EUR/USD isn’t convinced by good figures

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Another Monday brings another surprise in American figures, this time for the upside. This triggers risk appetite – the dollar weakens across the board, apart from the Yen. But last week’s fear is far from over – EUR/USD couldn’t climb back. It looks like the pair is back in the range, waiting for developments, and there are plenty of things to move it later in the week.

ISM Manufacturing PMI rose to 53.7 points, and significantly exceeded expectations for a rise from 49.9 to 50.1 points. A rise above 50 points means that purchasing managers are expecting economic expansion. This figure alone is a good reason for celebration.

Pending Home Sales leaped by 6.1%, continuing the sharp rise of 6.4% last month. Expectations were for a small rise of 0.1%. This publication came at the same time as the PMI. Also this was an excellent reason to celebrate, and to put fear aside for a while.

In this crazy market of global crisis, good economic indicators in the US mean hopes for global recovery, which mean appetite for stocks, oil, gold and other currencies. There’s another “risk” currency – the Japanese Yen. The dollar yen correlation worked again, with USD/JPY jumping. This correlation makes the Yen crosses attractive for long positions.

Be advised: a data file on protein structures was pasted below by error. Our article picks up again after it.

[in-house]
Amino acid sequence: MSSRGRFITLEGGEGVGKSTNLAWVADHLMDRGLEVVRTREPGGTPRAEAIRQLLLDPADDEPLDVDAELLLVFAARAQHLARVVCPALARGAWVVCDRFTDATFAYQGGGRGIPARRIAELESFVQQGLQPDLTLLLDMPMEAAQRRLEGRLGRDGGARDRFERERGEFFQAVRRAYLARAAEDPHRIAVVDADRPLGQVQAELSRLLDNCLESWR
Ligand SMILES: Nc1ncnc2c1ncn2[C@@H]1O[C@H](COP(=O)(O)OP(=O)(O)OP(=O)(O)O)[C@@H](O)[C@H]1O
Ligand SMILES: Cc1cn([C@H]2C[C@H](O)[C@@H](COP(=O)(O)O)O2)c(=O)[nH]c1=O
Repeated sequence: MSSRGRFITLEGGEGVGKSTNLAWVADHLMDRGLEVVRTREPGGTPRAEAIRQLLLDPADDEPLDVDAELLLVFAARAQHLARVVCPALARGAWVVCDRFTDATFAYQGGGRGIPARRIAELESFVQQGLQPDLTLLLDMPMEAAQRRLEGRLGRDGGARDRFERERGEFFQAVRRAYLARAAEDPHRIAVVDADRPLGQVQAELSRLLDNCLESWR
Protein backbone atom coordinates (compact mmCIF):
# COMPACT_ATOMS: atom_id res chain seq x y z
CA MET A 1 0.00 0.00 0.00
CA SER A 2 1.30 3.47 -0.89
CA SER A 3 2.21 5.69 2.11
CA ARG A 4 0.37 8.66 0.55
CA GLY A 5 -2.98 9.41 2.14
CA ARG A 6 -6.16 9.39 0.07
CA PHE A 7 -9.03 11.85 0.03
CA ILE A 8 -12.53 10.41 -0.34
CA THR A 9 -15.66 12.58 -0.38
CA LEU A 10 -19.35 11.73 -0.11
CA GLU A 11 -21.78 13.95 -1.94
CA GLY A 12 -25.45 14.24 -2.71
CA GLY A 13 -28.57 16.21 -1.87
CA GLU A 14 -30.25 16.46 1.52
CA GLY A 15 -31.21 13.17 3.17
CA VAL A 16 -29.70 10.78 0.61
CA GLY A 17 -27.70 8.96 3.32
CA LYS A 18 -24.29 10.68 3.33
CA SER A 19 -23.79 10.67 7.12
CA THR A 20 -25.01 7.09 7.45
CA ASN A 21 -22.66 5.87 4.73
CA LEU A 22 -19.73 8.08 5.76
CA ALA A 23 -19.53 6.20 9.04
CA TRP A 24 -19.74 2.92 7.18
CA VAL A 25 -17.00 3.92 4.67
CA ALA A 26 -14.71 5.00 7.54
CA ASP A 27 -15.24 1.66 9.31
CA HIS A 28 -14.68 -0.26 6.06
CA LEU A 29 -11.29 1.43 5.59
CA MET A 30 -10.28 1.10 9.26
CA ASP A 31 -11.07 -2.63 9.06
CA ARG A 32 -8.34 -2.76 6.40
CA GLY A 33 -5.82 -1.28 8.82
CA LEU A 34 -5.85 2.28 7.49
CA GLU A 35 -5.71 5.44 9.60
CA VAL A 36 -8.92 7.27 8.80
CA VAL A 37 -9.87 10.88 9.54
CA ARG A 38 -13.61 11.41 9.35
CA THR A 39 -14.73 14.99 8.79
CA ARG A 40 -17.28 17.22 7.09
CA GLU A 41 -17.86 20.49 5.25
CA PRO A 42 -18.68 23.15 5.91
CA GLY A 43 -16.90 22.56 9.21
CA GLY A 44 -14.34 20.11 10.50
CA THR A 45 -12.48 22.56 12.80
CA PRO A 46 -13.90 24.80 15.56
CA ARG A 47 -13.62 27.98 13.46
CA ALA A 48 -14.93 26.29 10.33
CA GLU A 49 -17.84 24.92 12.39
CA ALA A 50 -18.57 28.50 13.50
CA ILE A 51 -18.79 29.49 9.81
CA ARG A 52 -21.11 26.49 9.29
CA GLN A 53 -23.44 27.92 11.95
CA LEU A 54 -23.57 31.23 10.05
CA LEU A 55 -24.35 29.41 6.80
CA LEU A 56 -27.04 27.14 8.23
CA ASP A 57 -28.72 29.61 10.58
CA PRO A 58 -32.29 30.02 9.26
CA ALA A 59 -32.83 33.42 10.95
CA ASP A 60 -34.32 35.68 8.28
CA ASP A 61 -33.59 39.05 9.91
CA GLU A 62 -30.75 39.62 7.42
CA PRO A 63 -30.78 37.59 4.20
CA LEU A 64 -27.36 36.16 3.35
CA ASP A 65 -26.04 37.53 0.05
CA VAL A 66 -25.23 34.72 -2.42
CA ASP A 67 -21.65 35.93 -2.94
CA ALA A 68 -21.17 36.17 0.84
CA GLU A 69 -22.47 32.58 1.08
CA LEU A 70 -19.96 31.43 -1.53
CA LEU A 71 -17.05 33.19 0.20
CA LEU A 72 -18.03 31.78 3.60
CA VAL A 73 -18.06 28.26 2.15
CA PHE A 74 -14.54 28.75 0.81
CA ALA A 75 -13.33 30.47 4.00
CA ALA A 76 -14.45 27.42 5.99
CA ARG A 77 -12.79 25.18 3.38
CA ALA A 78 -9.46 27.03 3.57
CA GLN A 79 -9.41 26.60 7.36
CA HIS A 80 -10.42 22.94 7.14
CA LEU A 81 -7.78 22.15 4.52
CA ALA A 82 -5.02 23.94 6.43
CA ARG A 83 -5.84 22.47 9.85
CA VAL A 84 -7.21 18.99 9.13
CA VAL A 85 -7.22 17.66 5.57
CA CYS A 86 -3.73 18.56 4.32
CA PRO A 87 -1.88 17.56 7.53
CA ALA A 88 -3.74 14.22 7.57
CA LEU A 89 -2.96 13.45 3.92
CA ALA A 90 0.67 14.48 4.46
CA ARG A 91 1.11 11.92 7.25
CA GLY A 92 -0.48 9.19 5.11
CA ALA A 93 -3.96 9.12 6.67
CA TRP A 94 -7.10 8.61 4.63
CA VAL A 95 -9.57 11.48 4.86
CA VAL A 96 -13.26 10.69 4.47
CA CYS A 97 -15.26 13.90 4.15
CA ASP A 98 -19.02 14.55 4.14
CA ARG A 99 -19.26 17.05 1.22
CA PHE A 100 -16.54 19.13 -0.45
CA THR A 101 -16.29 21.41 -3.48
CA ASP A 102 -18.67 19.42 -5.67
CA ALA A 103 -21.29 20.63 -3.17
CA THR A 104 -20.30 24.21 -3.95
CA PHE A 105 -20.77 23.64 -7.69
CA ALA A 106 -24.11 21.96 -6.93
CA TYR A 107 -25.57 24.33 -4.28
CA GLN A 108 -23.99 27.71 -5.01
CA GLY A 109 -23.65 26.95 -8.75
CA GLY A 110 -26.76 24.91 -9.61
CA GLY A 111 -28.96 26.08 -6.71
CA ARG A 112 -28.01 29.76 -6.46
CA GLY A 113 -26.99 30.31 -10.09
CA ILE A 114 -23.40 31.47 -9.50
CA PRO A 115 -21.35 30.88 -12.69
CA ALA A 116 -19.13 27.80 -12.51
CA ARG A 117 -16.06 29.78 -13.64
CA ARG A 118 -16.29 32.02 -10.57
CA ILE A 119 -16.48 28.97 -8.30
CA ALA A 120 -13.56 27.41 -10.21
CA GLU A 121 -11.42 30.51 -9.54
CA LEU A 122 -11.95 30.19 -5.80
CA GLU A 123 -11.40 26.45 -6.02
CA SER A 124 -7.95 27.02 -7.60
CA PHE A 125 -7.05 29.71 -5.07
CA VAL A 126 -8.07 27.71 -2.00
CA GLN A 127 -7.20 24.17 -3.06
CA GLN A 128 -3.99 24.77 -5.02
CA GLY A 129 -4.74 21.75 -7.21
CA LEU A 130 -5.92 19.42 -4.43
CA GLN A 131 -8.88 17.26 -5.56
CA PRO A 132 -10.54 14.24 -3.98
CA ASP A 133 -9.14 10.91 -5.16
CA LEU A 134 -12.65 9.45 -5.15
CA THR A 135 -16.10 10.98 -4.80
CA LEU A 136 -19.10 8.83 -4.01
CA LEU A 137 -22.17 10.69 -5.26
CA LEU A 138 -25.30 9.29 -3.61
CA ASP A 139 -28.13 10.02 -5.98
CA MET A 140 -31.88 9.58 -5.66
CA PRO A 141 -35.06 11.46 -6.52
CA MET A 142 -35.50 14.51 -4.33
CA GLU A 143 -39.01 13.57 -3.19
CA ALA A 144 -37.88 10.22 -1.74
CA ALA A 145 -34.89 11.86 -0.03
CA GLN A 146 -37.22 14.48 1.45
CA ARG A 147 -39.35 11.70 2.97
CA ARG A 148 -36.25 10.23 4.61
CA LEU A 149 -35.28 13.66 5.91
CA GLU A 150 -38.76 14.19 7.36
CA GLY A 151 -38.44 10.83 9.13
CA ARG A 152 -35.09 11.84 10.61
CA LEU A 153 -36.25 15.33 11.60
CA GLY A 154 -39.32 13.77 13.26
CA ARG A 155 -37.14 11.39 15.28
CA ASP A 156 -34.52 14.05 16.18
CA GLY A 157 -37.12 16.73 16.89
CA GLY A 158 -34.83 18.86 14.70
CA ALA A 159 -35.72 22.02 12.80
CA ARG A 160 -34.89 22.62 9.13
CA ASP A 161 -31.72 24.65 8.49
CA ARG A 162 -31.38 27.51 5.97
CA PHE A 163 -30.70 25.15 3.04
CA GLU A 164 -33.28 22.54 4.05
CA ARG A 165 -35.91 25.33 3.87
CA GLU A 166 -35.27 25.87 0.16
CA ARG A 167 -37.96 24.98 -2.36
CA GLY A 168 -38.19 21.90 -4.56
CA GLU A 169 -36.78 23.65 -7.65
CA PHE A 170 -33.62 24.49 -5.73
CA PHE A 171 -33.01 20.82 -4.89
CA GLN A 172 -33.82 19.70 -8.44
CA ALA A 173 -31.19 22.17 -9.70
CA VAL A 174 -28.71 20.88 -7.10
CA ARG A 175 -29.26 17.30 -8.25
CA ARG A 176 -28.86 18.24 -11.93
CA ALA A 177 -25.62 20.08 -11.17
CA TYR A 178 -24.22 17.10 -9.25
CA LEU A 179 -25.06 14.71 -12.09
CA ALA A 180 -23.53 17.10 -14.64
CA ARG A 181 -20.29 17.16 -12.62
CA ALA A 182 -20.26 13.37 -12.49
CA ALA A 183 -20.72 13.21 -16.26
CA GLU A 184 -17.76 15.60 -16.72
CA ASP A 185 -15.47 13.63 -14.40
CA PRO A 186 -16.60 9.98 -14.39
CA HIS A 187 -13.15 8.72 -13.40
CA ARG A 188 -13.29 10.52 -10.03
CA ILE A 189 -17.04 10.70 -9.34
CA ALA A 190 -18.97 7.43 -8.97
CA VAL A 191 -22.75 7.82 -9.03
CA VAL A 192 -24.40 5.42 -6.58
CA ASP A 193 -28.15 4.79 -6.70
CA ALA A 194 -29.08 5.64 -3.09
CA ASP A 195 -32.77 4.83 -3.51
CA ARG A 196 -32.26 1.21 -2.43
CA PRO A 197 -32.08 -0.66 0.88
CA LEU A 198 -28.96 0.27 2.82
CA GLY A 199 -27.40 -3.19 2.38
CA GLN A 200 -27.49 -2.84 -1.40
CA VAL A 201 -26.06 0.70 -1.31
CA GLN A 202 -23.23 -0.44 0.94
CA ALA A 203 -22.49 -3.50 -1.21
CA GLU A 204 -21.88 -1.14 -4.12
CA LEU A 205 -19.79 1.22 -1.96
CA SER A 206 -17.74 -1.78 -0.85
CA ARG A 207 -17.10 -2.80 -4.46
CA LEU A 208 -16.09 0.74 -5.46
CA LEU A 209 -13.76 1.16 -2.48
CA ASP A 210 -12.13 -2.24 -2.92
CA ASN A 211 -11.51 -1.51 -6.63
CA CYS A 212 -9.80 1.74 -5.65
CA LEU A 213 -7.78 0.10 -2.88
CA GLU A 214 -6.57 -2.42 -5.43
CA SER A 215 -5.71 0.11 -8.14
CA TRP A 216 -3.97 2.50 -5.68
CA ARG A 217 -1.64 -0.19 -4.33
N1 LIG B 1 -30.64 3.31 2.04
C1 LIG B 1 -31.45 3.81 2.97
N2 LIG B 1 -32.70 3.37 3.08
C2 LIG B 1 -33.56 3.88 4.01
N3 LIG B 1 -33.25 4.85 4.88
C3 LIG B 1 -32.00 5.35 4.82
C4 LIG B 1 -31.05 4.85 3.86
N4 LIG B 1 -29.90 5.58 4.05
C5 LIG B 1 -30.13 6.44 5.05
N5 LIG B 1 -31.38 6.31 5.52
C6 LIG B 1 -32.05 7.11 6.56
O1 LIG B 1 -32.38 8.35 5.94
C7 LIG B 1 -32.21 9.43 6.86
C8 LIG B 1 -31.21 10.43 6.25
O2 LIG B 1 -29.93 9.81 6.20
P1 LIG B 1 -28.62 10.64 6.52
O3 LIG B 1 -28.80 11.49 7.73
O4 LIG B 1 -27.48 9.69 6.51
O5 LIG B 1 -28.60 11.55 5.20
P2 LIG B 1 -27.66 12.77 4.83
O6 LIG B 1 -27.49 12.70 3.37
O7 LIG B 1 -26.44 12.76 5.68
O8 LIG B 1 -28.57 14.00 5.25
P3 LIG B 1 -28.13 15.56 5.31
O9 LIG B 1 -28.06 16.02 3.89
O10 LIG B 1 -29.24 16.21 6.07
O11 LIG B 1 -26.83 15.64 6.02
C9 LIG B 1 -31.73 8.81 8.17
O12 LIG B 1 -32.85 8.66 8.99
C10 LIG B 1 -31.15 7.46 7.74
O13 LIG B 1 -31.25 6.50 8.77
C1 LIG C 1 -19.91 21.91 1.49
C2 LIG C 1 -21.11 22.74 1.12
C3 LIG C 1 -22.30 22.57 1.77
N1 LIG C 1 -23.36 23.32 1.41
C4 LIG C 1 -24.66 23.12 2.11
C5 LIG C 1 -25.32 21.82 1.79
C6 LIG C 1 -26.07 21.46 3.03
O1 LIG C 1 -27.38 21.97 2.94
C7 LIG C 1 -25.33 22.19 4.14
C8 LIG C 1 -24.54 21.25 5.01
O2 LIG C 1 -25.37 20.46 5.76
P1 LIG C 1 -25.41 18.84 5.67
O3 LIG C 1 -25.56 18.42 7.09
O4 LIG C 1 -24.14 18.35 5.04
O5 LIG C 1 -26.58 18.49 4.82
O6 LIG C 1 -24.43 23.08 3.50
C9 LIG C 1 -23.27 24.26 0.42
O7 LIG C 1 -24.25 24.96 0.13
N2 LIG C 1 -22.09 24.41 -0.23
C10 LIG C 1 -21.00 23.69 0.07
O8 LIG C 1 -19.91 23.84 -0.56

The dollar reacted with a fall across the board. EUR/USD climbed and stopped at the resistance line of 1.4842. These figures weren’t enough to take it above the same line that it fell from last Monday. Last Monday’s CB Consumer Confidence caused panic – panic that sent EUR/USD below this line.

EUR/USD reached 1.4840 and began retreating once again. It now trades at 1.4817. Looking at today’s trade, the pair is bound by this resistance line and1.4683, that was also the bottom last week.

I recommend reading Casey Stubbs’ article that summarizes last week’s trading in EUR/USD. Was the trendline broken?

See the EUR/USD Forecast for more on the Euro’s week.

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About Author

Yohay Elam – Founder, Writer and Editor I have been into forex trading for over 5 years, and I share the experience that I have and the knowledge that I’ve accumulated. After taking a short course about forex. Like many forex traders, I’ve earned a significant share of my knowledge the hard way. Macroeconomics, the impact of news on the ever-moving currency markets and trading psychology have always fascinated me. Before founding Forex Crunch, I’ve worked as a programmer in various hi-tech companies. I have a B. Sc. in Computer Science from Ben Gurion University. Given this background, forex software has a relatively bigger share in the posts.